Agenda Busy, Vendors Say
Tina Rani helped launch basics line GCK in August, and, because the brand was new, she did not expect much from its first trade-show outing at Agenda, which ran Jan. 5–6 at the Long Beach Convention Center in Long Beach, Calif.
“We thought that we were going to be sitting here and drinking coffee because we are a new brand—but we’ve been writing,” she said.
Rani was one of many vendors at Agenda who said that the Fall ’17–focused show enjoyed solid-to-busy traffic from retailers. Turnout ranged from major department stores and national specialty chains to e-commerce emporiums and independent boutiques.
Agenda is the first fashion trade show on the 2017 calendar, and the buzzing traffic for the men’s, streetwear, skatewear and lifestyle-focused show took place under a backdrop of a tough business climate.
Macy’s and other major department stores announced sales declines during the crucial holiday retail season. Core surf and skate shops also had a tough 2016, according to ActionWatch, a market-research group that reports on the business of independent action-sports shops, which represent an important sector of Agenda’s attendees.
For the January-through-November 2016 time period, overall sales on the ActionWatch panel were down 4.1 percent compared with the same time period the prior year. The soft performance followed another year of declining business for core surf and skate shops. Sales for the January-through-November 2015 period declined 1.7 percent in a year-over-year comparison.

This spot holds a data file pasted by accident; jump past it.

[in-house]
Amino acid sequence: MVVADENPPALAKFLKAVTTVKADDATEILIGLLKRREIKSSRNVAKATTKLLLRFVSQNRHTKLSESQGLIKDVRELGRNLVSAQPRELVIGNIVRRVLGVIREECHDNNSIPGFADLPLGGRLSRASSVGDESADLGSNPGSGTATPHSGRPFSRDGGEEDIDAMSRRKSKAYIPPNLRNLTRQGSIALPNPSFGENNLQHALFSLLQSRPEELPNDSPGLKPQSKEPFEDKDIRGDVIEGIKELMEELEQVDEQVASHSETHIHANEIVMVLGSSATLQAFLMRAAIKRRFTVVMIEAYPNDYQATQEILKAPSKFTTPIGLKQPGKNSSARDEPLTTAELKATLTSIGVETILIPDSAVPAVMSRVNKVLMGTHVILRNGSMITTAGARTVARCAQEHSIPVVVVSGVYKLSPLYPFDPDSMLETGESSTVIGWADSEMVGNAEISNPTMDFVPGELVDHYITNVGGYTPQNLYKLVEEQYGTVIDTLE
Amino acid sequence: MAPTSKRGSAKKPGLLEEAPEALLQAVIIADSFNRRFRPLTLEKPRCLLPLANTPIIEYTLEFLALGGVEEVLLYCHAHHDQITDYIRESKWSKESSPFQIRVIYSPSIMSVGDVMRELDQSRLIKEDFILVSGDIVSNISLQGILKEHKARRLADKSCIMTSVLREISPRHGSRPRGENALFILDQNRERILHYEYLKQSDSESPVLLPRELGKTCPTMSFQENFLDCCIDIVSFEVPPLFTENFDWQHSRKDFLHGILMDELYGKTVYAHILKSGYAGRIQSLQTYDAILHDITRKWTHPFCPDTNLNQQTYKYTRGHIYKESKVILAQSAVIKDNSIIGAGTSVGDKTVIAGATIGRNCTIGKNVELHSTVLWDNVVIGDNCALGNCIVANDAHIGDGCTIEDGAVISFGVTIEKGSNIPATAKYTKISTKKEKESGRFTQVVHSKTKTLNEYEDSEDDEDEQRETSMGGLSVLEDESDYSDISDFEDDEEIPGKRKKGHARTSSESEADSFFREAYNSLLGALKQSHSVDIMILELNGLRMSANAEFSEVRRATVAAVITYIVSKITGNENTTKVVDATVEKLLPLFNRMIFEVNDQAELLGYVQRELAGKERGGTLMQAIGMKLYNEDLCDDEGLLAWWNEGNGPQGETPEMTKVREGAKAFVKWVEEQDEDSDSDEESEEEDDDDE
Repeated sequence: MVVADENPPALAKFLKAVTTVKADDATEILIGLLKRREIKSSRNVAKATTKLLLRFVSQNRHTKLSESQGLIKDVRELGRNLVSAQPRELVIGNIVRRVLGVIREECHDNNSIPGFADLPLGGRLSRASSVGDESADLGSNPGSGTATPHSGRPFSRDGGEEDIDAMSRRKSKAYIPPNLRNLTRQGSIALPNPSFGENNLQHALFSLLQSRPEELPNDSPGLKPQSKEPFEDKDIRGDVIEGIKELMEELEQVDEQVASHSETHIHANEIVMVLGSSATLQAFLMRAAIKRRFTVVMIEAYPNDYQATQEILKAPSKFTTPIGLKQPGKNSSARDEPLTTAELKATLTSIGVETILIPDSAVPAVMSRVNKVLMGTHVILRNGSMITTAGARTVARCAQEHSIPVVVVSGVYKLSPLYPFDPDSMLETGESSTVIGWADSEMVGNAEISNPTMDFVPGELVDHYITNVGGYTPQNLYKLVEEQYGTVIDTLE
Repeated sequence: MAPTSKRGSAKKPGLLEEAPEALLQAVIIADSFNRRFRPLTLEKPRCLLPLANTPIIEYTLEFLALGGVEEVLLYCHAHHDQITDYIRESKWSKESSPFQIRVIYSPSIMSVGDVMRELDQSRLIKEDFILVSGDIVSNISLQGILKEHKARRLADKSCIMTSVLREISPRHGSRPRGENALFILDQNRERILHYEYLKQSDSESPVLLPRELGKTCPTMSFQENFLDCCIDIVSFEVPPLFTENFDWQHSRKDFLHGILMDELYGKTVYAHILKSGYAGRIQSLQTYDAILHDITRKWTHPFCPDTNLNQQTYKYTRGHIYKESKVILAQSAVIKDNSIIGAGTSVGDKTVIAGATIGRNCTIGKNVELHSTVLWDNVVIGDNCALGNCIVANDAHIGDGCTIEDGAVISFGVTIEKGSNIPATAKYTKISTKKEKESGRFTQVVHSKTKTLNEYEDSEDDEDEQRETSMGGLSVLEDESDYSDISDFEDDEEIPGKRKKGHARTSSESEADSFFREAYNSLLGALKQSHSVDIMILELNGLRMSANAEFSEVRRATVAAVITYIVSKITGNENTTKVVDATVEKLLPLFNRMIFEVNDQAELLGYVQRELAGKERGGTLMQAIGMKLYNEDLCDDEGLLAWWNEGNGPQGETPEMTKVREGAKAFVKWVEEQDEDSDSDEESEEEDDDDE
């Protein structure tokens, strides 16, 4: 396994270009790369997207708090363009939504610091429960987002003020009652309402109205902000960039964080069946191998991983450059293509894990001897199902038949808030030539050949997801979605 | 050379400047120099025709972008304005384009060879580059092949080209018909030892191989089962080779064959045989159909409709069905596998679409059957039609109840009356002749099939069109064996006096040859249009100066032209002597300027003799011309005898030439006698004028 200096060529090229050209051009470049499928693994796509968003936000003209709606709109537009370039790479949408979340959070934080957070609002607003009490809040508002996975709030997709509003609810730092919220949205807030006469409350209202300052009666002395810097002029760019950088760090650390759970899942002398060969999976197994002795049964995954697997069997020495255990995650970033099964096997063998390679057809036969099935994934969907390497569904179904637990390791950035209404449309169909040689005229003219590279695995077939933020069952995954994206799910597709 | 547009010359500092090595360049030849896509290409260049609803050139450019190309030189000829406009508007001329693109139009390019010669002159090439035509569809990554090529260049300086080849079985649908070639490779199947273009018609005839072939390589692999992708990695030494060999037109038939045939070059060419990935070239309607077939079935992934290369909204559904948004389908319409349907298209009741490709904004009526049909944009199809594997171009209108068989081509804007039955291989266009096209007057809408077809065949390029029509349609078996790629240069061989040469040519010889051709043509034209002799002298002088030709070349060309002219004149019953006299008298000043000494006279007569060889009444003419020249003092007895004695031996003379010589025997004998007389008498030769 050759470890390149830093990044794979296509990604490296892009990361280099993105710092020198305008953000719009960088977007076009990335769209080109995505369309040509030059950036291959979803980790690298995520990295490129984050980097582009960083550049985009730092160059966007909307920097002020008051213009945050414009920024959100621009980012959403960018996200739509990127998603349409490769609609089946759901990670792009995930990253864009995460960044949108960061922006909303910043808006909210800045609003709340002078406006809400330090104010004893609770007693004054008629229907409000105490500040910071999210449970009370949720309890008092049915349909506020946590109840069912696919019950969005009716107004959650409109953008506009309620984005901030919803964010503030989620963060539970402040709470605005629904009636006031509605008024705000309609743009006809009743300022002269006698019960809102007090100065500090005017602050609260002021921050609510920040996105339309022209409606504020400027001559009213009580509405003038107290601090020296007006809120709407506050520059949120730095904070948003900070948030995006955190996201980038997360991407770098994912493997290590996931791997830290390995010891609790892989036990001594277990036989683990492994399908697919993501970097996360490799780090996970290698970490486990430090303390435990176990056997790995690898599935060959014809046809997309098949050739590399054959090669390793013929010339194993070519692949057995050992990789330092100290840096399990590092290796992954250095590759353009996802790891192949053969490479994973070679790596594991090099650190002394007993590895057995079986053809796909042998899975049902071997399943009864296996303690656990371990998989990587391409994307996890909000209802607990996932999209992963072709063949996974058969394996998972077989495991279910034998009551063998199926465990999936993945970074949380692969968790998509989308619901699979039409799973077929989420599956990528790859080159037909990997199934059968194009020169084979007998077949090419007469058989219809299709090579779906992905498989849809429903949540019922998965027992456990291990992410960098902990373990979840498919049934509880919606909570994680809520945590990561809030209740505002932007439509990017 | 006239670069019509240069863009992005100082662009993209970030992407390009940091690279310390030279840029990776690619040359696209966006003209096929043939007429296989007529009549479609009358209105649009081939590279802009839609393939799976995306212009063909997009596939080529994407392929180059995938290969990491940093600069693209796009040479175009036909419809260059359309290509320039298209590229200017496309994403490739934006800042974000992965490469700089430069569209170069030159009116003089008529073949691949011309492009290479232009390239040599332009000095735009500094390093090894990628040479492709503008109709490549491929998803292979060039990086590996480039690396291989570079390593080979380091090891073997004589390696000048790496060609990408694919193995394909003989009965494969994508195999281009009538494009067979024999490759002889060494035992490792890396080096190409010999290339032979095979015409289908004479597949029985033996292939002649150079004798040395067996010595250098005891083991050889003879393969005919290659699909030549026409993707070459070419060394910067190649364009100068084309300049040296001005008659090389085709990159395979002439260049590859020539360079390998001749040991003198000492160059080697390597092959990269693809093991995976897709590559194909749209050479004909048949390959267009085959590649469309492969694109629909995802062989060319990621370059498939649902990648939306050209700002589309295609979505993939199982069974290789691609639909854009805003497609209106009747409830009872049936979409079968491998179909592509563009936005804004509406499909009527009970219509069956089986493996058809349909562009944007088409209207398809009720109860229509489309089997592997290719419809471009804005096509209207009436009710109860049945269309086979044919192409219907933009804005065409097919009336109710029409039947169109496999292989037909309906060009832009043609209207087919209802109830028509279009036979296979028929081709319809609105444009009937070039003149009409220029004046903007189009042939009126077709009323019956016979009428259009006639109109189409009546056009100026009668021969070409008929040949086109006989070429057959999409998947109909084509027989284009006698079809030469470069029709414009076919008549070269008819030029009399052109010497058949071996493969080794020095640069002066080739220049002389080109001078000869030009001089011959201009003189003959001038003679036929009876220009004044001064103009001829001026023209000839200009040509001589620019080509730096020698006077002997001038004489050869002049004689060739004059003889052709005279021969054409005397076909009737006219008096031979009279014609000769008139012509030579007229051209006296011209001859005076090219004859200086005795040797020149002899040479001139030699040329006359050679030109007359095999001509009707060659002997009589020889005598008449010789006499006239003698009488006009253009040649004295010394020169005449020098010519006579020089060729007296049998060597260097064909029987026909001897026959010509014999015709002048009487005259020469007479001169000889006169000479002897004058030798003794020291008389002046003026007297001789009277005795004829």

But Agenda vendors did not let bad news get them down, said Patricia Thornton, executive vice president of sales for the Maui & Sons brand. “2016 was a hard season, but retailers are still here and they are buying,” she said.
Reported shopping the show were buyers for retailers Nordstrom, Pacific Sunwear, The Buckle, Amazon.com, Zappos, Nasty Gal, Tilly’s, Diane’s Beachwear, REI, Urban Outfitters, Sun Diego, Jack’s Surfboards, Ron Robinson, Planet Blue, Karmaloop and Kitross.
Buyer attendance and booth real estate were even with the January 2015 show, said Aaron Levant, founder of Agenda, which is observing its 14th year of business in 2017. “To me, flat is the new up,” Levant said of doing business in a tough climate. Agenda is owned by Reed Exhibitions. Agenda also produces biannual shows in Las Vegas and New York.
Big surf brands Quiksilver and Billabong bowed out of the Long Beach show this season. The major brands did not respond to emails asking why they did not produce booths at the show after serving as Agenda vendors for more than several seasons.
However, major action-sports and streetwear brands produced big booths at the recent show. Obey; RVCA, which is owned by Billabong; DC Shoes, a division of Quiksilver; The Hundreds; and Vans all produced major booths. Vans showed its Fall ’17 collection at a 4,200-square-foot booth.
Agenda also continued to be a place to make debuts. Etnies introduced a new look for its “Marana OG” sneaker, which uses Michelin-brand rubber in its soles. DC Shoes introduced collaboration collections with the Sk8 Mafia brand and Indonesian graffiti artist Darbotz. The Tavik brand showed its new “Port” collection. Herschel Supply Co., a luggage and accessories brand popular with streetwear and action-sports enthusiasts, introduced its first apparel line. Herschel’s two lines of outerwear were intended to be packed up easily for people on the go.